Lighting is another way to add warmth. Try an internet search for “vintage LED bulbs” and marvel at the options. Many of these bulbs fall on the warmer side of the lighting spectrum to give a classic incandescent look, but with contemporary energy efficiency. With a variety of shapes and styles, it’s easy for a bare bulb to shine on its own.

Cross-pollinate

Pure versions of design styles may not exist outside of show homes and design schools. Real living spaces are compromises of family, lifestyle, evolving taste, and the bustle of daily living. We appreciate you might not be thinking about design 24/7. 

Pairing industrial aspects with another design style is one way to alter your course without changing direction. If you like clutter-free, but find minimalism too severe, consider Japanese, Scandinavian, or their hybrid Japandi. Each of these styles retains a minimalist core, but with softer notes that invite comfort. 

Biophilic design elements bring nature and your senses into the same space, adding elements industrial alone doesn’t touch. Natural light, plants, and artwork that echo green spaces connect indoor and outdoor spaces while providing a calm and meditative organic presence. It’s a great way to invite positive vibes into your industrial styled home. 

Plenty of other design styles mesh well within industrial frameworks. Consider Bauhaus, Transitional, Bohemian or Eclectic designs. Upcycling and Shabby Chic can counter the naturally modernist feel endemic to industrial. 

It’s your space and your palette, so don’t be trapped by rigid definitions. Decide what “warm” means to you, and you’ll find a way to bring it to your industrial home! 



Source: https://www.realtor.ca/blog/how-to-use-d%C3%A9cor-to-add-warmth-to-an-industrial-space/24653/1366
Photos: pexels.com

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Picture the perfect cozy afternoon at home: what does it look like? If you’re envisioning a cozy reading nook, a warm blanket and a good book, then you’re in luck – from comfy bedroom reading nooks to elegant reading rooms to multi-functional spaces ideal for daily reading retreats, we’ve rounded up 10 reading nook ideas to inspire you.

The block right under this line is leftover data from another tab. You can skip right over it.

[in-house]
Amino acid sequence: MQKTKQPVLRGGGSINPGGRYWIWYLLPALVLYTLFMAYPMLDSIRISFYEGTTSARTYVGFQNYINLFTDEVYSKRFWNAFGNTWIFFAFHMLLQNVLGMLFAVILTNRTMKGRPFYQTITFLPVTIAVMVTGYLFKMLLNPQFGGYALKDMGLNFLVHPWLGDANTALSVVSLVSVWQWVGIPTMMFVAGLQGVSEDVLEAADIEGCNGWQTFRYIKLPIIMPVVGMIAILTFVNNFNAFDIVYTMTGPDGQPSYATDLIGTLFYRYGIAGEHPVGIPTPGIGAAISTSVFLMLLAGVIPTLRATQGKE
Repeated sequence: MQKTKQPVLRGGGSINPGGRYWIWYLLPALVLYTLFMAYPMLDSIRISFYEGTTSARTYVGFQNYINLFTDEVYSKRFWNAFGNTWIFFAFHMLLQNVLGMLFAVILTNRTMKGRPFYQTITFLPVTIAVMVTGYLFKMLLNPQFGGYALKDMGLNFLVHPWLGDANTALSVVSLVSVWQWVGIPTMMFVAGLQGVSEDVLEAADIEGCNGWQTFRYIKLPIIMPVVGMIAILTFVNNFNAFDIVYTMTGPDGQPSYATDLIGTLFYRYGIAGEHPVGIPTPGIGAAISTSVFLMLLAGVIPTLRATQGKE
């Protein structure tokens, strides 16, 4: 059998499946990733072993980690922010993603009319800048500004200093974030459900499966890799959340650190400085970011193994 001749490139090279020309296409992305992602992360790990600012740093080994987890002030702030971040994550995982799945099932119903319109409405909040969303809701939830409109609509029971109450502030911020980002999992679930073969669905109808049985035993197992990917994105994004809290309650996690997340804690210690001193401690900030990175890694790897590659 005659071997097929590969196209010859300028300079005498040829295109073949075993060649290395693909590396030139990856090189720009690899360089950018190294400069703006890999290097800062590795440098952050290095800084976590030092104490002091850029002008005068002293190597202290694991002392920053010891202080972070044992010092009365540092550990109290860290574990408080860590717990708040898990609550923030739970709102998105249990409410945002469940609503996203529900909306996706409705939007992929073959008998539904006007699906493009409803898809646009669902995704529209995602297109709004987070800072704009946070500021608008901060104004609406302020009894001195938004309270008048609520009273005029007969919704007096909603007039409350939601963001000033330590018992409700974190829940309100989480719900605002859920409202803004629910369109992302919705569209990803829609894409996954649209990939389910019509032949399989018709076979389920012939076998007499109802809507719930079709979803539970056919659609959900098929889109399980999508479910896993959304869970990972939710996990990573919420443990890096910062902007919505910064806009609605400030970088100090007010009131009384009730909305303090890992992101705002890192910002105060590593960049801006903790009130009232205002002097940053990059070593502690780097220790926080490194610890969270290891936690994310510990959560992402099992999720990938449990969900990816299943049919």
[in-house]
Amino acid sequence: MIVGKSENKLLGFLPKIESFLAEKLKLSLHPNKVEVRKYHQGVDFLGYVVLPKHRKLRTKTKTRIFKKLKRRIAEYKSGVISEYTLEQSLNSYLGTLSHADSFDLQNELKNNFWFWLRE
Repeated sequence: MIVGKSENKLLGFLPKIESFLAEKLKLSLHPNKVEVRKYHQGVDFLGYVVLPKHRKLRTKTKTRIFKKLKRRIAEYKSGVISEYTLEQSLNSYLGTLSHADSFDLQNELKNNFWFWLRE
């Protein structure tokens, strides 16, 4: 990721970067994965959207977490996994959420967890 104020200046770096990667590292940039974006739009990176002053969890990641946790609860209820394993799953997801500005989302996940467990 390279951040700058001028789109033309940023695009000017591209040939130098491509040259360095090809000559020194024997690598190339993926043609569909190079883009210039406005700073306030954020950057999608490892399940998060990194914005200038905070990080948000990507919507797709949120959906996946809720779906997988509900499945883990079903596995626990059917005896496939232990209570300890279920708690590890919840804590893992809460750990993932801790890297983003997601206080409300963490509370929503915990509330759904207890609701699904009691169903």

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No matter what plants you have in your collection, they all have similar basic needs. Here's how to keep them in tip-top shape.


If you're a new plant parent, all of the care that goes into keeping your houseplants happy can feel a little overwhelming at first. However, most of your plants won't need constant attention to stay healthy. Other than remembering to water, there are plenty of easy-care houseplants that will only need a little maintenance a few times each year. When you need to step in and do some pruning or snip away a few leaves that are starting to turn yellow, these tips will give you the knowledge you need to care for your plants with confidence.

1. Watering Your Houseplants

All houseplants have slightly different watering requirements, depending on how they're grown and changes in plant growth through the seasons. It's best to water on an as-needed basis rather than by a set calendar schedule. In general, plants grown in well-drained soil in an appropriate-size container should be watered when the top 1/2 to 1 inch of soil feels dry. Cacti and succulents need less water; flowering plants usually need slightly more. Overwatering is one of the most common causes of houseplant death. If you're not sure how much to water, it's better to err on the dry side than to give your plants too much moisture.

2. Fertilize Houseplants Periodically